Aran

Wherever you walk on this island

you strike stone, the erratics

and karsts of the storm beach

left here a hundred million years.

They have cleared what they could,

blocked them up into walls and built

a fortress over clints and grykes.

Seems all green grows thorny here

at edges and the edges’ edges.

That salt air tips the thistles

and the stones put down roots.

The whole world is a shrine,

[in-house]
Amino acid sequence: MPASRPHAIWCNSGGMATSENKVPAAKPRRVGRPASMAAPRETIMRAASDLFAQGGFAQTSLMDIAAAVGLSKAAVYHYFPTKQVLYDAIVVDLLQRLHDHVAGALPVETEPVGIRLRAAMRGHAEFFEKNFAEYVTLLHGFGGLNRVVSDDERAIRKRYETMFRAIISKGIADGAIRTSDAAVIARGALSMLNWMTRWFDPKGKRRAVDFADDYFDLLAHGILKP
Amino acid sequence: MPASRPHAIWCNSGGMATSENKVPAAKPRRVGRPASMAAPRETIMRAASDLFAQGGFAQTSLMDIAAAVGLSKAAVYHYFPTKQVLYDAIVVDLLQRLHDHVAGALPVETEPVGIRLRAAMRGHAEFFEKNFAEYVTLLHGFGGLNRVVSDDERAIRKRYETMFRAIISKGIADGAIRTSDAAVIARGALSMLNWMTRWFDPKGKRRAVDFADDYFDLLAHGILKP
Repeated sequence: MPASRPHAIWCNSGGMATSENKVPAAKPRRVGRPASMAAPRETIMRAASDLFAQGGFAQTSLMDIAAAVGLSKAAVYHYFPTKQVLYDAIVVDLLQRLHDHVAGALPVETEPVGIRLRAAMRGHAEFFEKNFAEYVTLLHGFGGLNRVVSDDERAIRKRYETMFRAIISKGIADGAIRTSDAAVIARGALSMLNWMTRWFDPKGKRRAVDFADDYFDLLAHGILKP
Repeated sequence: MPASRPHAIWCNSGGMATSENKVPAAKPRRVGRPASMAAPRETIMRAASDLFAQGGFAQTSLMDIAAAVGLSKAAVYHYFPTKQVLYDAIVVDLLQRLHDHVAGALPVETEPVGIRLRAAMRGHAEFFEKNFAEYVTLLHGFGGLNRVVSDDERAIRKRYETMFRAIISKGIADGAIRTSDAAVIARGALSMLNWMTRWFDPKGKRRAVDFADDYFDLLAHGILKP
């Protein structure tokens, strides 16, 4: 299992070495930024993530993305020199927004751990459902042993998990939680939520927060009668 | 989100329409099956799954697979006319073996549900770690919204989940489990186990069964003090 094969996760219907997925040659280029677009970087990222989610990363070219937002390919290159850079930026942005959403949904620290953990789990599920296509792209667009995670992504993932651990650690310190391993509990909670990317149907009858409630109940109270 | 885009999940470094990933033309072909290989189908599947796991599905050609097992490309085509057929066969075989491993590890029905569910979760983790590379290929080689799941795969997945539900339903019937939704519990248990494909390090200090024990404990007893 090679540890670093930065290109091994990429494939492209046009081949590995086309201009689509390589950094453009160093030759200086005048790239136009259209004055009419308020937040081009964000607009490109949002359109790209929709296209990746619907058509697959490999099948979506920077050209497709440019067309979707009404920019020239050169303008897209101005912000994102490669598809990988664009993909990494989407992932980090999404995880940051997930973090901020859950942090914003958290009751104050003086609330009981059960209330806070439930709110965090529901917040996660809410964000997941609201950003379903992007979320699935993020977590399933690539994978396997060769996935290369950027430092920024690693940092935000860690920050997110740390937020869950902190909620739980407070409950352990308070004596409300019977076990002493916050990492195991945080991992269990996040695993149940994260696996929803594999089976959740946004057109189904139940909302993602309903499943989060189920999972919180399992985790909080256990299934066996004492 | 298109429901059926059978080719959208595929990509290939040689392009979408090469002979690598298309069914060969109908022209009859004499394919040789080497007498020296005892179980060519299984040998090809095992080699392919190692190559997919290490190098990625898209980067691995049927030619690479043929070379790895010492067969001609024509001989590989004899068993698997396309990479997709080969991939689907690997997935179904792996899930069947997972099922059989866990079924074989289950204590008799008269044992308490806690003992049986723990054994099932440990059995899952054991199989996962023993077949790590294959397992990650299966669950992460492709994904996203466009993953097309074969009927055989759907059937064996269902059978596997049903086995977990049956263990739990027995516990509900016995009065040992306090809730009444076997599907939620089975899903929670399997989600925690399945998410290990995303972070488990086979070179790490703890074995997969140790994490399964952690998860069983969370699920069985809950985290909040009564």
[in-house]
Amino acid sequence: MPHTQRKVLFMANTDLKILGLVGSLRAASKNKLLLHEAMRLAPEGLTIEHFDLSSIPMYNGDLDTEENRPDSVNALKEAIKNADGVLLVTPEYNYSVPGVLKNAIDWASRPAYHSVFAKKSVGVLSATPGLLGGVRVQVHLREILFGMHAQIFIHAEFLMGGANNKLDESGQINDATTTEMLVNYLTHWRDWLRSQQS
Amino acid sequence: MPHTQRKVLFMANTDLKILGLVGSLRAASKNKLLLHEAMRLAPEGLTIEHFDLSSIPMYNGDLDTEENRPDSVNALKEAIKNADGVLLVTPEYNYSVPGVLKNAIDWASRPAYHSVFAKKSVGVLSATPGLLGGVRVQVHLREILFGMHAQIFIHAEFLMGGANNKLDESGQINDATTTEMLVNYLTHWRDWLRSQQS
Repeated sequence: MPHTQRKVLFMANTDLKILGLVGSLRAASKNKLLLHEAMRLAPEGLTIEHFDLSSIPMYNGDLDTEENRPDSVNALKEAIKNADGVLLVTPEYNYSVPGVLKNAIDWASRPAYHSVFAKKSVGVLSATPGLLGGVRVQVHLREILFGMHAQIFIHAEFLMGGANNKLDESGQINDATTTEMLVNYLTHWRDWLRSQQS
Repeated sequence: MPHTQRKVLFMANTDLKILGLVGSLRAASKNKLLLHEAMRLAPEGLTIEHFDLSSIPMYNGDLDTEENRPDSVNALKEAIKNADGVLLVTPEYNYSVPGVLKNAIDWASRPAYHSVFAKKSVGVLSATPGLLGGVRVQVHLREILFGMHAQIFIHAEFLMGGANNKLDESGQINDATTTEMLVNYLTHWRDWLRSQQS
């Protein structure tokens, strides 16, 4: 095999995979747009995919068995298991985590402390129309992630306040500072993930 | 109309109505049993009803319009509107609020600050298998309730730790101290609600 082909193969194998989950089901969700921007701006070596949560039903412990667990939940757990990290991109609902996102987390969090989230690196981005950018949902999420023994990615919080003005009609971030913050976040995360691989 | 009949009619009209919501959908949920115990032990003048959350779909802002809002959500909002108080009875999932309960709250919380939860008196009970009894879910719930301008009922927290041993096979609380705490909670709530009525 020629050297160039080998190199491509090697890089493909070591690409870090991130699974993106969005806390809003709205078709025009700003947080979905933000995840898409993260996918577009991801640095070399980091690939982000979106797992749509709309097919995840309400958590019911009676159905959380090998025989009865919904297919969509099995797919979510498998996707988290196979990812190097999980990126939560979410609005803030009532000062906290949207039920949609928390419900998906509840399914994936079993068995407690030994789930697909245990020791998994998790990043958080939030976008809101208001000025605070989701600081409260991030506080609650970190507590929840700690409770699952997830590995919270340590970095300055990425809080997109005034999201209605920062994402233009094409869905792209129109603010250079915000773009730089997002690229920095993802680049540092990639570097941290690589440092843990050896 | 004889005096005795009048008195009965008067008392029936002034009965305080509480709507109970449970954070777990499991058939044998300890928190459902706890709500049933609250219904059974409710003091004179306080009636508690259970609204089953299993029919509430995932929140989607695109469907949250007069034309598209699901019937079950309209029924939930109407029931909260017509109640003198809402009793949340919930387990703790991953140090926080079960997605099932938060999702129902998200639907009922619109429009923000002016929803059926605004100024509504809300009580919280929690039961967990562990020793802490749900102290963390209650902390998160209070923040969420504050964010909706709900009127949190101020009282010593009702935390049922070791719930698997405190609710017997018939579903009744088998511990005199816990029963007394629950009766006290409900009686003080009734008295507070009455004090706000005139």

I want to say, and marked

with stones—though it is not true.

Nor is it a grave. It may be

there is no whole world at all,

only an island in troubled seas,

or only what I know of it is hard

as stone, but soluble in water.

Dave Lucas is the author of Weather, which received the 2012 Ohioana Book Award for Poetry. He lives in Cleveland, Ohio, and teaches at Case Western ­Reserve University.